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When Things Go Wrong

Implementing Historical-Investigative Activities in the Classroom


In this project, we worked in partnership with school teachers who are frequent users of experimental kits available for loan to schools using the historical-investigative approach. The original kits bring a traditional approach to experimentation, without the presence of the history of science. We developed and implemented new guides to the kits, without changing their materials and instruments. Design-based research supports the development methodology; the school science topics covered in this paper are Joseph Black’s studies on latent and specific heat. Although some of the challenges faced in the implementation of historical-investigative approach are known and well-documented, the present article addresses teachers’ perspectives and some of the problems they faced in the implementation process, most of them related to school and teacher working conditions. Even though this is a case study with a small number of schools and teachers, it is possible to say that there is a huge gap to overcome before the historical-investigative approach can be implemented in large scale.

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Fig. 1


  1. 1.

    CDCC is a science center linked to the University and has other sectors such as Library, Cineclub, Internet Access Room, Astronomical Observatory and sectors with exhibits about biology, physics, and chemistry. CDCC promotes courses and workshops to students and teachers, exhibitions, scientific and cultural events, movie sessions, and others activities. All these programs annually receive about 65,000 students and visitors.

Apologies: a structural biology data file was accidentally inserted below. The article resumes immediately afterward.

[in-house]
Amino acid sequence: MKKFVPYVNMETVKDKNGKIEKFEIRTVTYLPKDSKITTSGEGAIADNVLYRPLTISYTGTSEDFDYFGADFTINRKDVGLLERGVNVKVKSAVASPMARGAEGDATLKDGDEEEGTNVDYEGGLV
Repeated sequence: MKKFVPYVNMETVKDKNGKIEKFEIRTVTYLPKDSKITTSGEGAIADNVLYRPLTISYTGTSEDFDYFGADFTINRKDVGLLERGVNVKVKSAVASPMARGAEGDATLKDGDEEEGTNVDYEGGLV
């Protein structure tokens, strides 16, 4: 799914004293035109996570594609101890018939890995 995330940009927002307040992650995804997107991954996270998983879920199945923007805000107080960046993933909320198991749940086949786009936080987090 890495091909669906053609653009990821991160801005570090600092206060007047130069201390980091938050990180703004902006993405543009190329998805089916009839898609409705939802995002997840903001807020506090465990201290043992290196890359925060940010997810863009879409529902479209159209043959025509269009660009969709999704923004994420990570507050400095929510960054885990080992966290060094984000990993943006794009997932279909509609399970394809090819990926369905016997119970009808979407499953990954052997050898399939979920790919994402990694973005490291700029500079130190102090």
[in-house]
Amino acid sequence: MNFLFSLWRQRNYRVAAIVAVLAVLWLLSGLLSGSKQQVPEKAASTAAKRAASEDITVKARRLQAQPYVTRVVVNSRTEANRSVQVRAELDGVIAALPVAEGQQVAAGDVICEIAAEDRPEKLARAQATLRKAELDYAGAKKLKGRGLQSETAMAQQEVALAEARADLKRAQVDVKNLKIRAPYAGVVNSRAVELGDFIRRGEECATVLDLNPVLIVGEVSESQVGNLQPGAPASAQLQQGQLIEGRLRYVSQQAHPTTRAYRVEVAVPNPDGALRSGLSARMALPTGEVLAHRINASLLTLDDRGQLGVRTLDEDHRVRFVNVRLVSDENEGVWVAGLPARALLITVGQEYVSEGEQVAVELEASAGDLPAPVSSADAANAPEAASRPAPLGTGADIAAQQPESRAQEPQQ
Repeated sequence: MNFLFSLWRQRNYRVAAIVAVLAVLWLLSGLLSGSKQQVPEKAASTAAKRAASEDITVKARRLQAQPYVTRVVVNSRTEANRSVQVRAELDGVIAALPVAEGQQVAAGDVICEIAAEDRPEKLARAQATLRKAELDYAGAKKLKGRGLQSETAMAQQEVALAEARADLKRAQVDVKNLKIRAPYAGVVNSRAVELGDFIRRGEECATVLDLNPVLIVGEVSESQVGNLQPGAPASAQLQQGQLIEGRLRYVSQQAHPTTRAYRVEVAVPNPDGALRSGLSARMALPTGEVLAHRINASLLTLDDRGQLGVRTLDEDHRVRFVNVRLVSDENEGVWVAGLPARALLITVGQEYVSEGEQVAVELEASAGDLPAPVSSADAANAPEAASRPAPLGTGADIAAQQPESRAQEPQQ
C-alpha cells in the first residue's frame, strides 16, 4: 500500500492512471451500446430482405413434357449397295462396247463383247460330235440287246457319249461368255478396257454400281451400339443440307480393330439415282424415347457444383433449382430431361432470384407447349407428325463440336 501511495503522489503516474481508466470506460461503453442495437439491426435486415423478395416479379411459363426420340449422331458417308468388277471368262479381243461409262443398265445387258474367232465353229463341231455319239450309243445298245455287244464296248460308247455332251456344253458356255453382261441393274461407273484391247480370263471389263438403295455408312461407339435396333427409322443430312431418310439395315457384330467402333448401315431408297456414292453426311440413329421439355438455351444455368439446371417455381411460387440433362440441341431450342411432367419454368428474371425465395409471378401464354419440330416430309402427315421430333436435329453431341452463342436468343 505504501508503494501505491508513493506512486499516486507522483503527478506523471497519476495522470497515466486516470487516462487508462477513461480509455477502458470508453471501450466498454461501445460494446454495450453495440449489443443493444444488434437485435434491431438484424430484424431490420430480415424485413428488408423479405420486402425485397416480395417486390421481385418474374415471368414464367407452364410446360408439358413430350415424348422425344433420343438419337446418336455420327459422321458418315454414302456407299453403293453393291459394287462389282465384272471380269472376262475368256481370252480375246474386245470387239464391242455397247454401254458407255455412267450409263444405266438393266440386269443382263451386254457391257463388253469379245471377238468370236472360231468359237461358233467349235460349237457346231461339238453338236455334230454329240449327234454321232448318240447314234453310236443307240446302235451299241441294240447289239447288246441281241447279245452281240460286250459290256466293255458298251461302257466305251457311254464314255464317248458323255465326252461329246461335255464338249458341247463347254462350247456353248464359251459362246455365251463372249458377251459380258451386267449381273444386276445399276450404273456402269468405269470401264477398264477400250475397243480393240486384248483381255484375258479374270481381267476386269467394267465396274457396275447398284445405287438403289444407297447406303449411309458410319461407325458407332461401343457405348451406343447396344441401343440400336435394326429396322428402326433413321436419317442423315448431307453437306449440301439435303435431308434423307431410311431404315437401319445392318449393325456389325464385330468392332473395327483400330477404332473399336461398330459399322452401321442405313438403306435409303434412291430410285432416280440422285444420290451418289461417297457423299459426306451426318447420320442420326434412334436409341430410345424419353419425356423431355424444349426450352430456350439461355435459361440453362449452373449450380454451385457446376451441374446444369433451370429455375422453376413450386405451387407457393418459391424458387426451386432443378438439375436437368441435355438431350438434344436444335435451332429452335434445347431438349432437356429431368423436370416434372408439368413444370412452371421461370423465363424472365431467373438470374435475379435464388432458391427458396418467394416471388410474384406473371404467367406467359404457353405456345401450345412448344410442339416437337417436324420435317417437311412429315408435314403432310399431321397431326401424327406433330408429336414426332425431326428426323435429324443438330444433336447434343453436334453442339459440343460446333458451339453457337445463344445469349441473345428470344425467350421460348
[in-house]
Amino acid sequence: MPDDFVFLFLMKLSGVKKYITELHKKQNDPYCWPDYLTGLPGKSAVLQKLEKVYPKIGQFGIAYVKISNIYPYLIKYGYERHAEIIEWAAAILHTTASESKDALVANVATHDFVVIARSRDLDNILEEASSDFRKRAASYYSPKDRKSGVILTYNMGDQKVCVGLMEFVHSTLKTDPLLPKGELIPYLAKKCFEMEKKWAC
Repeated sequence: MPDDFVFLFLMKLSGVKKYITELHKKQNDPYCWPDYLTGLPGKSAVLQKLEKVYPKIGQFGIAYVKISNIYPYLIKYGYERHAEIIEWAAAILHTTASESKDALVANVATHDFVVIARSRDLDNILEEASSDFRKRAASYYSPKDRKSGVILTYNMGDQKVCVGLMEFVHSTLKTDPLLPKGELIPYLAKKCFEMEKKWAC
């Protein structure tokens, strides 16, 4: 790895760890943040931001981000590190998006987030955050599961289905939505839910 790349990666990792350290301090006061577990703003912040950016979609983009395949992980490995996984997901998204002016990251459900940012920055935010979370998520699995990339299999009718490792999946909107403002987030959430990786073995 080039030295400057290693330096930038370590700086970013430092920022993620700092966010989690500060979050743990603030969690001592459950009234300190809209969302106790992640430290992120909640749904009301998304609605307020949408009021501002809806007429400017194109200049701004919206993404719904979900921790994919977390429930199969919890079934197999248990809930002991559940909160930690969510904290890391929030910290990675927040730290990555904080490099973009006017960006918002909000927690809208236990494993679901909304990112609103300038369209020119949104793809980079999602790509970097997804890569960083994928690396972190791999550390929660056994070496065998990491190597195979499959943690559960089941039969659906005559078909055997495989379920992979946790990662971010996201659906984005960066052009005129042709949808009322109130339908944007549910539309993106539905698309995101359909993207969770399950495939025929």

2. 2.

    Three teachers abandoned the project along the way.

  3. 3.

    The original and redesigned versions of the guides can be found in

  4. 4.

    For the activities related to specific and latent heat, please see footnote 3.

  5. 5.

    Besides, we emphasize that the partner teachers already used the experimental kits from Experimentoteca, but the results discussed in this paper were obtained with groups that had never been in the laboratory before.


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We want to show our gratitude to our partner teachers and the reviewers’ contributions to the improvement of the manuscript.


This study was partially funded by the Coordenação de Aperfeiçoamento de Pessoal de Nível Superior–Brasil (CAPES) and National Council for Scientific and Technological Development (CNPq).

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Correspondence to Renata da Fonseca Moraes Batista.

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da Fonseca Moraes Batista, R., Silva, C.C. When Things Go Wrong. Sci & Educ 28, 1135–1151 (2019).

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